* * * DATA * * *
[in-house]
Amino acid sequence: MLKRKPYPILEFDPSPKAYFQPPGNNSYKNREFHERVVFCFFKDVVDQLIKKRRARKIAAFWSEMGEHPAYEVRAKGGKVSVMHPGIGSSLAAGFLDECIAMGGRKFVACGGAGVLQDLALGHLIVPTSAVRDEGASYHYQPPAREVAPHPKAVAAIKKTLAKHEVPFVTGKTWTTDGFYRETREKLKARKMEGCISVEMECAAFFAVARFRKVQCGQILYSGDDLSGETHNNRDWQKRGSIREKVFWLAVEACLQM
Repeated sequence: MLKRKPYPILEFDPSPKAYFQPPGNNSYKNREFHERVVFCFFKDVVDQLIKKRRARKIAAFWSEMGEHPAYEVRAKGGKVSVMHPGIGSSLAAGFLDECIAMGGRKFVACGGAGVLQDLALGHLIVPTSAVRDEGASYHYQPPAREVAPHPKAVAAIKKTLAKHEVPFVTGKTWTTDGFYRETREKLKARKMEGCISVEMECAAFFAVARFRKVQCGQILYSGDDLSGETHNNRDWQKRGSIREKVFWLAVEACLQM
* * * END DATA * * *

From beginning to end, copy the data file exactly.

[in-house]
Amino acid sequence: MLKRKPYPILEFDPSPKAYFQPPGNNSYKNREFHERVVFCFFKDVVDQLIKKRRARKIAAFWSEMGEHPAYEVRAKGGKVSVMHPGIGSSLAAGFLDECIAMGGRKFVACGGAGVLQDLALGHLIVPTSAVRDEGASYHYQPPAREVAPHPKAVAAIKKTLAKHEVPFVTGKTWTTDGFYRETREKLKARKMEGCISVEMECAAFFAVARFRKVQCGQILYSGDDLSGETHNNRDWQKRGSIREKVFWLAVEACLQM
Repeated sequence: MLKRKPYPILEFDPSPKAYFQPPGNNSYKNREFHERVVFCFFKDVVDQLIKKRRARKIAAFWSEMGEHPAYEVRAKGGKVSVMHPGIGSSLAAGFLDECIAMGGRKFVACGGAGVLQDLALGHLIVPTSAVRDEGASYHYQPPAREVAPHPKAVAAIKKTLAKHEVPFVTGKTWTTDGFYRETREKLKARKMEGCISVEMECAAFFAVARFRKVQCGQILYSGDDLSGETHNNRDWQKRGSIREKVFWLAVEACLQM